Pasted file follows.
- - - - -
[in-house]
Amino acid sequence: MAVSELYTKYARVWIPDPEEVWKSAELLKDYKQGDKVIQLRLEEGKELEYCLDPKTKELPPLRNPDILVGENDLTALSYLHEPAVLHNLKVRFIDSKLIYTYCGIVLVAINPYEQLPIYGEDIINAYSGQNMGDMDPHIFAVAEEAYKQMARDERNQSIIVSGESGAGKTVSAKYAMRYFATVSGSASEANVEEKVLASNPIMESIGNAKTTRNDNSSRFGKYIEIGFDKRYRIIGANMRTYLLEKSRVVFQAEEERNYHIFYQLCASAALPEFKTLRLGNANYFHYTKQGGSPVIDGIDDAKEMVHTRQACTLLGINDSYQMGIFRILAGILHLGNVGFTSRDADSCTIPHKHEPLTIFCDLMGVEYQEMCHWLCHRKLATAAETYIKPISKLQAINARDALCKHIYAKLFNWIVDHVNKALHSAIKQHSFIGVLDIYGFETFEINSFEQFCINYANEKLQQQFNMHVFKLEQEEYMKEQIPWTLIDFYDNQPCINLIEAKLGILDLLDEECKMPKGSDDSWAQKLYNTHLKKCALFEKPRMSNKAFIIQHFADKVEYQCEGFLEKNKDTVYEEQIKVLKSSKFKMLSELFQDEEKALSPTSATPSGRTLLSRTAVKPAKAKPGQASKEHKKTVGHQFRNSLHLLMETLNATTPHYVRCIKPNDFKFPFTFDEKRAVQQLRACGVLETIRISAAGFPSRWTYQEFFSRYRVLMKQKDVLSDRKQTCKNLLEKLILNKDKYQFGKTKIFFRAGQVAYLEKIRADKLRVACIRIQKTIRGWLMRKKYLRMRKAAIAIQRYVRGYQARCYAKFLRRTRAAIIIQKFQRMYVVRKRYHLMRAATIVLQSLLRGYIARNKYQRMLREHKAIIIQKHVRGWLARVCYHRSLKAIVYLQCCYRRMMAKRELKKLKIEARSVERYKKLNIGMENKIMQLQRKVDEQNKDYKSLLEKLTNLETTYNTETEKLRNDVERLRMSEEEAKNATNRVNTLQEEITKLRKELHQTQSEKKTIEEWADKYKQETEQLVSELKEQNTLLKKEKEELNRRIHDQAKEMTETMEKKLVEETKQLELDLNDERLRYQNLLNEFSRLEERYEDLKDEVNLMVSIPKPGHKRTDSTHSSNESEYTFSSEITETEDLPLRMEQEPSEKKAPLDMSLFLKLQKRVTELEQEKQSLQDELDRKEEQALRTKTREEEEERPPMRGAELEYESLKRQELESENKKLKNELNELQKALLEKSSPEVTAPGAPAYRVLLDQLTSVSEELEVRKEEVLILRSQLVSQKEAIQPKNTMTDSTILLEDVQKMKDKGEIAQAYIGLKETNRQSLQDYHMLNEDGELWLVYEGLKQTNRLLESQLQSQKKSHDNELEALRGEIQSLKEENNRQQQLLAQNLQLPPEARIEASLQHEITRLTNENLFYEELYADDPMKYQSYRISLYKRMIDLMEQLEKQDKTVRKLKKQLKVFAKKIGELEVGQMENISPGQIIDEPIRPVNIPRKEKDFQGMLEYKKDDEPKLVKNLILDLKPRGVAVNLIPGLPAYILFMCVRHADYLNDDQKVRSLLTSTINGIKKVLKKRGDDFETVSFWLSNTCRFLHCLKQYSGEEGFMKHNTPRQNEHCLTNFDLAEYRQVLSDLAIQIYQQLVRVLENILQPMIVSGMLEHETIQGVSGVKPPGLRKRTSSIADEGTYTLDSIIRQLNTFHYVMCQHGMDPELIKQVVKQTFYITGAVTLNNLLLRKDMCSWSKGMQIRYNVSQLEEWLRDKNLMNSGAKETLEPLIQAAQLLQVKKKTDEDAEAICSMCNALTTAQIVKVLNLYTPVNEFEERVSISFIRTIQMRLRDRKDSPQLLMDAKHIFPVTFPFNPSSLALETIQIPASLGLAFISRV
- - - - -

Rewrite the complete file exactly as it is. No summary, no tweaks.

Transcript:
[in-house]
Amino acid sequence: MAVSELYTKYARVWIPDPEEVWKSAELLKDYKQGDKVIQLRLEEGKELEYCLDPKTKELPPLRNPDILVGENDLTALSYLHEPAVLHNLKVRFIDSKLIYTYCGIVLVAINPYEQLPIYGEDIINAYSGQNMGDMDPHIFAVAEEAYKQMARDERNQSIIVSGESGAGKTVSAKYAMRYFATVSGSASEANVEEKVLASNPIMESIGNAKTTRNDNSSRFGKYIEIGFDKRYRIIGANMRTYLLEKSRVVFQAEEERNYHIFYQLCASAALPEFKTLRLGNANYFHYTKQGGSPVIDGIDDAKEMVHTRQACTLLGINDSYQMGIFRILAGILHLGNVGFTSRDADSCTIPHKHEPLTIFCDLMGVEYQEMCHWLCHRKLATAAETYIKPISKLQAINARDALCKHIYAKLFNWIVDHVNKALHSAIKQHSFIGVLDIYGFETFEINSFEQFCINYANEKLQQQFNMHVFKLEQEEYMKEQIPWTLIDFYDNQPCINLIEAKLGILDLLDEECKMPKGSDDSWAQKLYNTHLKKCALFEKPRMSNKAFIIQHFADKVEYQCEGFLEKNKDTVYEEQIKVLKSSKFKMLSELFQDEEKALSPTSATPSGRTLLSRTAVKPAKAKPGQASKEHKKTVGHQFRNSLHLLMETLNATTPHYVRCIKPNDFKFPFTFDEKRAVQQLRACGVLETIRISAAGFPSRWTYQEFFSRYRVLMKQKDVLSDRKQTCKNLLEKLILNKDKYQFGKTKIFFRAGQVAYLEKIRADKLRVACIRIQKTIRGWLMRKKYLRMRKAAIAIQRYVRGYQARCYAKFLRRTRAAIIIQKFQRMYVVRKRYHLMRAATIVLQSLLRGYIARNKYQRMLREHKAIIIQKHVRGWLARVCYHRSLKAIVYLQCCYRRMMAKRELKKLKIEARSVERYKKLNIGMENKIMQLQRKVDEQNKDYKSLLEKLTNLETTYNTETEKLRNDVERLRMSEEEAKNATNRVNTLQEEITKLRKELHQTQSEKKTIEEWADKYKQETEQLVSELKEQNTLLKKEKEELNRRIHDQAKEMTETMEKKLVEETKQLELDLNDERLRYQNLLNEFSRLEERYEDLKDEVNLMVSIPKPGHKRTDSTHSSNESEYTFSSEITETEDLPLRMEQEPSEKKAPLDMSLFLKLQKRVTELEQEKQSLQDELDRKEEQALRTKTREEEEERPPMRGAELEYESLKRQELESENKKLKNELNELQKALLEKSSPEVTAPGAPAYRVLLDQLTSVSEELEVRKEEVLILRSQLVSQKEAIQPKNTMTDSTILLEDVQKMKDKGEIAQAYIGLKETNRQSLQDYHMLNEDGELWLVYEGLKQTNRLLESQLQSQKKSHDNELEALRGEIQSLKEENNRQQQLLAQNLQLPPEARIEASLQHEITRLTNENLFYEELYADDPMKYQSYRISLYKRMIDLMEQLEKQDKTVRKLKKQLKVFAKKIGELEVGQMENISPGQIIDEPIRPVNIPRKEKDFQGMLEYKKDDEPKLVKNLILDLKPRGVAVNLIPGLPAYILFMCVRHADYLNDDQKVRSLLTSTINGIKKVLKKRGDDFETVSFWLSNTCRFLHCLKQYSGEEGFMKHNTPRQNEHCLTNFDLAEYRQVLSDLAIQIYQQLVRVLENILQPMIVSGMLEHETIQGVSGVKPPGLRKRTSSIADEGTYTLDSIIRQLNTFHYVMCQHGMDPELIKQVVKQTFYITGAVTLNNLLLRKDMCSWSKGMQIRYNVSQLEEWLRDKNLMNSGAKETLEPLIQAAQLLQVKKKTDEDAEAICSMCNALTTAQIVKVLNLYTPVNEFEERVSISFIRTIQMRLRDRKDSPQLLMDAKHIFPVTFPFNPSSLALETIQIPASLGLAFISRV